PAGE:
Featured image of article: Operating Budget vs. Default Budget: The Hard Facts

Operating Budget vs. Default Budget: The Hard Facts

by ConVal School Board Member Janine Lesser

The Deliberative Session on February 6th was instructive to the school board. The session opened with testimony from several parents and community members explaining why the items mentioned in an earlier Monadnock Ledger-Transcript article (on the default budget) should not be cut from the school budget. These community members spoke with great passion, which we entirely appreciate, and support. Although we knew any cuts would be very unpopular, the point of the warning was not to intimidate or scare, but simply to lay bare the reality of six years of decreasing state support, the continuing enrollment decline, and narrow and to-the-bone budgets.

The operating budget has been flat over the last five years, with annual increases below 1 %.  These budgets were crafted with taxpayers in mind to keep the increases to property taxes to a minimum. These lean budgets absorbed, along with regular inflation, increases to transportation, food services, and health care benefits, increased staffing costs due to inability to hire certain required professionals, and spikes in special education services. In 2018, the nine communities voted to support the operating budget and the Fact Finder Report.  That was a strong statement that our residents want to support the schools, the students, and especially that they want their teachers paid in a competitive way. But that vote caused an average of 11.81% increase in property taxes, depending on your town.

This year, the realities of the budget development are that there are no places to make up these regular budget increases: health care benefits, retirement benefits, school maintenance that has become absolutely necessary, transportation contract increases, food service contract increases, and statutorily required special education increases. In addition, we have a new two-year teacher contract, which the board and the CVEA fully support.

In 2018, the state statute that directs how school districts must develop their default budget changed to not allow any expenses that were not included in the previously approved budget, outside standing contracts. That required ConVal to propose a default budget that had to leave $1.2 million in required expenses out of the default–making it necessary to make deep cuts should our proposed operating budget not be approved.  The cuts that were listed were the least invasive to the core mission of the school district.

But the point of the default budget, and the article that we advanced, was to alert our nine communities to the crucial nature of passing the operating budget, and not going to default.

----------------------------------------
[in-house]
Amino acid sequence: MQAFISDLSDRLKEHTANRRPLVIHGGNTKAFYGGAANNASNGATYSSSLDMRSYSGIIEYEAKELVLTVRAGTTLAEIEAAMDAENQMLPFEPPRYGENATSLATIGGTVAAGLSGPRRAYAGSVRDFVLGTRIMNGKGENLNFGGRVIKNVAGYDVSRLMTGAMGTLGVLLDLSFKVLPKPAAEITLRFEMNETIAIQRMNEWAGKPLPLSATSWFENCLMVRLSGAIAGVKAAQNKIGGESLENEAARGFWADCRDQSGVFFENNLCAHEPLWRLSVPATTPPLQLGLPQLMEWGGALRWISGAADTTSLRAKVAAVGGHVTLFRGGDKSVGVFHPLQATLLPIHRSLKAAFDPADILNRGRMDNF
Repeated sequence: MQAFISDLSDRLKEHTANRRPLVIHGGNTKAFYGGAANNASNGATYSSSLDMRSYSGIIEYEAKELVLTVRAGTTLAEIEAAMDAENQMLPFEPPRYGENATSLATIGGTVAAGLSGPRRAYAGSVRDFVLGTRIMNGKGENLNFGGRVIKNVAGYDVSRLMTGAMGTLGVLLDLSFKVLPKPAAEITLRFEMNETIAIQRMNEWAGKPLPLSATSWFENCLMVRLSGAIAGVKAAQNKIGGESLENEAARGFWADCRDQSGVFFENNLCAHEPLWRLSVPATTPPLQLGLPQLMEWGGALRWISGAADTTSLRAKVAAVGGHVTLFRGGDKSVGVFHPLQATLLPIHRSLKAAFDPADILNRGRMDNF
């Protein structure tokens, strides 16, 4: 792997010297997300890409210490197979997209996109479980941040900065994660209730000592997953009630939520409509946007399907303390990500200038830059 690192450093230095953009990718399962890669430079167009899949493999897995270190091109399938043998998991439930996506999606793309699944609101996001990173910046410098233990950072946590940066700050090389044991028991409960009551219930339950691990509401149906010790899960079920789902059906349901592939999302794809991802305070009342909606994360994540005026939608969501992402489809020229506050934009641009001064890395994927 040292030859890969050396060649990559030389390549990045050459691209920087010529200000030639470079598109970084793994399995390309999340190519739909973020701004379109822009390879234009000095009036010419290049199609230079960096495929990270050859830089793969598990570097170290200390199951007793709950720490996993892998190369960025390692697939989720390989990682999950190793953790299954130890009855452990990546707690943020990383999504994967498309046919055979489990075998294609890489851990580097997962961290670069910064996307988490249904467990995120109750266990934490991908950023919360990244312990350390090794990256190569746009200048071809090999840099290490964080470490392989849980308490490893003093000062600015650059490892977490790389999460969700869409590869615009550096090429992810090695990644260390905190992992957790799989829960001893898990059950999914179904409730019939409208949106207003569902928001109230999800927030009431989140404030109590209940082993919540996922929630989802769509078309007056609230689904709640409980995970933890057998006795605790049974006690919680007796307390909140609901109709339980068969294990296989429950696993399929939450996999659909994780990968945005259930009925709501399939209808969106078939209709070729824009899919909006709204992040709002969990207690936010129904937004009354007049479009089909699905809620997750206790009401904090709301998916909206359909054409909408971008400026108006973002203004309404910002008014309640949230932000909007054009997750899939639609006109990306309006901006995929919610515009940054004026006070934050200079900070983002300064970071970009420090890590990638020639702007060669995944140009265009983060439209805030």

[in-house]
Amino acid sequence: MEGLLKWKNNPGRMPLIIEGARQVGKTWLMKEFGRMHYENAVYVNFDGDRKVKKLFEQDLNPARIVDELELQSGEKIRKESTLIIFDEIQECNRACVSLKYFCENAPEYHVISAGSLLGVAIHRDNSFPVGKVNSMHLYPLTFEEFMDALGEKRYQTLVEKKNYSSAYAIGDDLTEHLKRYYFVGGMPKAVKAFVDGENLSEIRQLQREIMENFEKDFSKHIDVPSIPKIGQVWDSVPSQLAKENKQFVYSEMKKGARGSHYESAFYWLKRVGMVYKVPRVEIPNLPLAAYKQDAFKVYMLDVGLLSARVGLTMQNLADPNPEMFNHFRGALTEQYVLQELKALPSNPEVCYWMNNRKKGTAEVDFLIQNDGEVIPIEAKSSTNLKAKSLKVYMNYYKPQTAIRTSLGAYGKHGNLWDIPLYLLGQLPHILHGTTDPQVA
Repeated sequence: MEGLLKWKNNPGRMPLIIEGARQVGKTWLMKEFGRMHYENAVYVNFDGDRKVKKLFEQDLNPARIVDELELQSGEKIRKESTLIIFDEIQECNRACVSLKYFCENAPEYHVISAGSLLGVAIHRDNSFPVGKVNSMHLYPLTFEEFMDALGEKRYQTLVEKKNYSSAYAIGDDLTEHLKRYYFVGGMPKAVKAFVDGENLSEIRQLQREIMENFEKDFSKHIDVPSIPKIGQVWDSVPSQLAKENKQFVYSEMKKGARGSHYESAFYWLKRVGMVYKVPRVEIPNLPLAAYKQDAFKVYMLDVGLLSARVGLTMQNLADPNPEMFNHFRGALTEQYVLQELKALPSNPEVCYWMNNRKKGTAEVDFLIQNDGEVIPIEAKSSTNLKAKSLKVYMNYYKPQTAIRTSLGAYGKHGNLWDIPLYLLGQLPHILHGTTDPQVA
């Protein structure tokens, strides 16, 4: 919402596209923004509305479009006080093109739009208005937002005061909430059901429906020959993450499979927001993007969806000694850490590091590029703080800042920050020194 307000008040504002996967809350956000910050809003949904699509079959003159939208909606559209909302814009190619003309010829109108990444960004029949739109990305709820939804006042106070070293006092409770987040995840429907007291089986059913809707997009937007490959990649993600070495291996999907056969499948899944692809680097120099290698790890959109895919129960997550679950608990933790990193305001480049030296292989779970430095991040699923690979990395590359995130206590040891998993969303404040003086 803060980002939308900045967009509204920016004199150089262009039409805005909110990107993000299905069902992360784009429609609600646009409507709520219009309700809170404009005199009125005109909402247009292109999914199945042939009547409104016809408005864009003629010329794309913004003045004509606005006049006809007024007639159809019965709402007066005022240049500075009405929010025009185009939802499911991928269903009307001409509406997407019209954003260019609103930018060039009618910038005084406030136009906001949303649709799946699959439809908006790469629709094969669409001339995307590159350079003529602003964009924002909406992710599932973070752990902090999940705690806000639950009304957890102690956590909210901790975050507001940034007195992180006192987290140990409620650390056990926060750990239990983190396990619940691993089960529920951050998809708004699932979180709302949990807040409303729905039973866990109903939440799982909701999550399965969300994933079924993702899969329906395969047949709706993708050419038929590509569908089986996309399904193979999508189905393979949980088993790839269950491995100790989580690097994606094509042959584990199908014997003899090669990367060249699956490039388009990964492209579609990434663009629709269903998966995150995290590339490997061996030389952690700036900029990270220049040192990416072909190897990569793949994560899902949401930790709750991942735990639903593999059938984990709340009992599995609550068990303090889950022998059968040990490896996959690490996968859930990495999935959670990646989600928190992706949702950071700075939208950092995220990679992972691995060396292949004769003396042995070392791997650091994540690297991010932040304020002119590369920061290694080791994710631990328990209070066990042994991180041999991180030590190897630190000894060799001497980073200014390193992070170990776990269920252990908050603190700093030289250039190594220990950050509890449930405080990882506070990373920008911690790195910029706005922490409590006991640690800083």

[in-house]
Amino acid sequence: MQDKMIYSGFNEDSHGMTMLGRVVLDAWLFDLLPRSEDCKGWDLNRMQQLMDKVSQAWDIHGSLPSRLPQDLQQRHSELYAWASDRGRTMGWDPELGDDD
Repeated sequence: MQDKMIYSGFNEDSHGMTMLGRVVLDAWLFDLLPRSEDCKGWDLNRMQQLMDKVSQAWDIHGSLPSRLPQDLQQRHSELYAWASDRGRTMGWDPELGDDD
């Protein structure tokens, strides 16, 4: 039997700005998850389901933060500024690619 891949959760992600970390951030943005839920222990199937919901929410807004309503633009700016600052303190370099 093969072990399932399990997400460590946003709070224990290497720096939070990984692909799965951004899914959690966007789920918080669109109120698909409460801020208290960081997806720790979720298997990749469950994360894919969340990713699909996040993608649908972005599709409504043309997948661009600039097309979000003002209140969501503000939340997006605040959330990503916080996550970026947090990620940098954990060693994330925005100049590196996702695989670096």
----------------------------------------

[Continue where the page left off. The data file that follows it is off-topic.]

Those cuts include 6.5 staff positions in the middle and high school (in addition to the staff cuts that have naturally occurred due to declining enrollment); the Cornucopia Project, New Hampshire Dance Institute, summer programming and Quest programs; the Fresh Fruits & Vegetables program in the elementary schools; fees for the AP courses and the Running Start college credits; the district Arts Enrichment & Integration program; 5th block at the high school (a crucial source of academic support); and the girls & boys hockey, golf, spirit team, and freshman boys basketball co-curricular programs. These cuts look as bad to us as they do to school families, and they are not the total cuts that will have to be made. It is a good lesson on how slim our school budget is, and what cutting $1.2 million out of it means.

We have not found a way to create a firm estimate on how much a consolidation of schools could save. It is more complex than a simple addition. We first have to create a model that looks at the educational plan. We are looking at the model advanced by a previous board working with community members, as well as the models advanced by our administration.  Will we be able to deliver services at least with the same quality as we do now? Is there a chance to increase services (maybe contemplate universal pre-K?) with the plans for consolidation?

The communities around our small elementary schools want answers to how a school closing might affect their community. Those have to be answered in order for the voters to make a choice on the educational configuration that will make the most sense for all nine communities. That is why the board fully supported article #12 of the warrant.  And finally, the state must step up to its financial obligations. New Hampshire’s constitution has one of the strongest commitments to public education in the country (ncsl.org, The State Role in Education) but is, with Illinois, one of the two states most dependent on property taxes to fund that commitment. Property taxes now pay for 69% of public education in New Hampshire. If property tax payers are looking for demons, that is a good place to start.

In closing, we want to urge everyone to support the proposed operating budget for the coming year, Article #1 on the warrant and the teacher contract, Article #2. It is a bare-bones, skeleton budget and the default budget would mean drastic cuts that will greatly impact student experiences.